Other common mistakes with regards to which beneficials play well together are applying different types of Aphidius Wasps, like Ervi, Matricariae, and Colemani. They interfere with each other. In fact, they should not go after the same food, but they are bred on the same aphid, so they are almost the same wasps. Put them all together and they will spend a lot of energy fighting.
Similarly, both wasps for whitefly control (encarsia and eretmocerus) will also interfere.
And the classic mistake is using swiskii, which is great for thrips, unless you plan on using biocontrols for aphids and spider mite. Swiskii will eat all of your aphidoletes, and even some eggs of persimilis. Many of the mites will eat each others eggs, even their own, but most famous is both barkeri and califonicus.
When “mixes” are sold, it is often a marketing strategy used to sell products that have been contaminated with each other. A “package” likely differs. If someone is selling aphid control, spider mite control and russet mite control as a package (and they are each in different containers), you can assume they have figured out what works best together. Sometimes it is best to stick with one IPM person, but draw products from different suppliers. However you plan on building your IPM strategy be sure to find out which are most compatible.
Above: A typical preventative “package” (each sold seperately): Top right – stratiolaelaps scimitus for in the growing media; Left – neoseiulus fallacis for pest mite prevention; Bottom right – aphidoletes to seach and destroy any aphids.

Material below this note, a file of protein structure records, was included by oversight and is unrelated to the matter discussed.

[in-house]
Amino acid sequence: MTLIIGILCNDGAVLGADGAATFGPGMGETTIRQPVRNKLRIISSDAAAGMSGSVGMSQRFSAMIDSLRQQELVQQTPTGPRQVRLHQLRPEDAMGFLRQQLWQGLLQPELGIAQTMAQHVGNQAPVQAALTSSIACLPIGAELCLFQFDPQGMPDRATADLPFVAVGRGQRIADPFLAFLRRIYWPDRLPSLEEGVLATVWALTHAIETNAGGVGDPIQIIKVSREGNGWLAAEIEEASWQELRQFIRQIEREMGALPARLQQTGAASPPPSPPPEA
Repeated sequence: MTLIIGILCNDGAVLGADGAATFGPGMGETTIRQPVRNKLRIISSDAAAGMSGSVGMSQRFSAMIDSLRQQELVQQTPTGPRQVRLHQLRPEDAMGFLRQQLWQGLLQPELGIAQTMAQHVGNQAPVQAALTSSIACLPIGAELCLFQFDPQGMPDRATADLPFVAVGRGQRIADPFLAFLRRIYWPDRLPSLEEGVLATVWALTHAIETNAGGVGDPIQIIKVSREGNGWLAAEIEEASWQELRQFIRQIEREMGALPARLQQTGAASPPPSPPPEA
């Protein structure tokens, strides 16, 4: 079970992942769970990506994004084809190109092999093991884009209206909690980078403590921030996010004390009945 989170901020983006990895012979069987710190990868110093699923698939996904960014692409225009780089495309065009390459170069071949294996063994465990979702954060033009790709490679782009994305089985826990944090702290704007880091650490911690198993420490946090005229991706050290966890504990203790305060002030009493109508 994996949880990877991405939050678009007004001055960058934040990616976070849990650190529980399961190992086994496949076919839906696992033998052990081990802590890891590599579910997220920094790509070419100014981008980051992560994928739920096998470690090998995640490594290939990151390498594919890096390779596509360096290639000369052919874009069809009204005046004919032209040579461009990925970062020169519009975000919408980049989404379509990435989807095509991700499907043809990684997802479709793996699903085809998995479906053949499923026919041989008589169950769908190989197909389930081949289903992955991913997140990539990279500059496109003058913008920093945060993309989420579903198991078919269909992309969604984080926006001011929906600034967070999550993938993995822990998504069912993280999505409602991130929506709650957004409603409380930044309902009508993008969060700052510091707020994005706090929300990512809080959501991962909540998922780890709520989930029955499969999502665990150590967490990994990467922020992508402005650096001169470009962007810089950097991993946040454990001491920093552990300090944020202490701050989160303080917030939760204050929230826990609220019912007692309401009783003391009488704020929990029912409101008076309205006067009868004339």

7. Too many beneficials
This is causing a backlash in the cannabis industry. If you ask one of my ornamental customers what they think of beneficial insects for pest control they will be wildly in favour of it – and so will their staff. Right now, the average cannabis grower will respond “it’s too expensive and it’s not working.” What we want to avoid in this industry is the failure of beneficials in the cannabis crop because it is bad publicity and many people stand to lose a lot of money. So with this article I am hoping to help to make it work, but for this number 7 on our list, let’s talk about the cost.
I recently visited a large-scale cannabis grower who was receiving beneficial insects by the skid. I was shocked, and scared for this grower. Based on normal application rates, they were receiving weekly what might be needed for thousands (if not tens of thousands) of acres. The beneficials weren’t working, and sales people were just throwing more bugs their way – I was embarrassed for our industry.
In our production facility it is difficult to provide enough food to rear our predators on. I know how much our products can eat, so if they aren’t eating, something is wrong. Don’t just throw more beneficials at the problem. More is not better.
As mentioned above, some beneficials will eat each other or each other’s eggs. The more plentiful the number of beneficials, the more the beneficials themselves look like easy food.
Our most successful clients have some wiggle room (unlike the cannabis industry). They achieve a balance by allowing aphids (for example) to exist in their crops at all times. They buy from us aphidoletes and brown lacewing, but only in small enough amounts that they will find enough food to pupate and emerge as 20 times greater numbers naturally. They use their entire crop as their banker system. – put in $100 of bios, let them feed and reproduce and create a next generation worth $2000 – These growers buy very little from us, but have great success.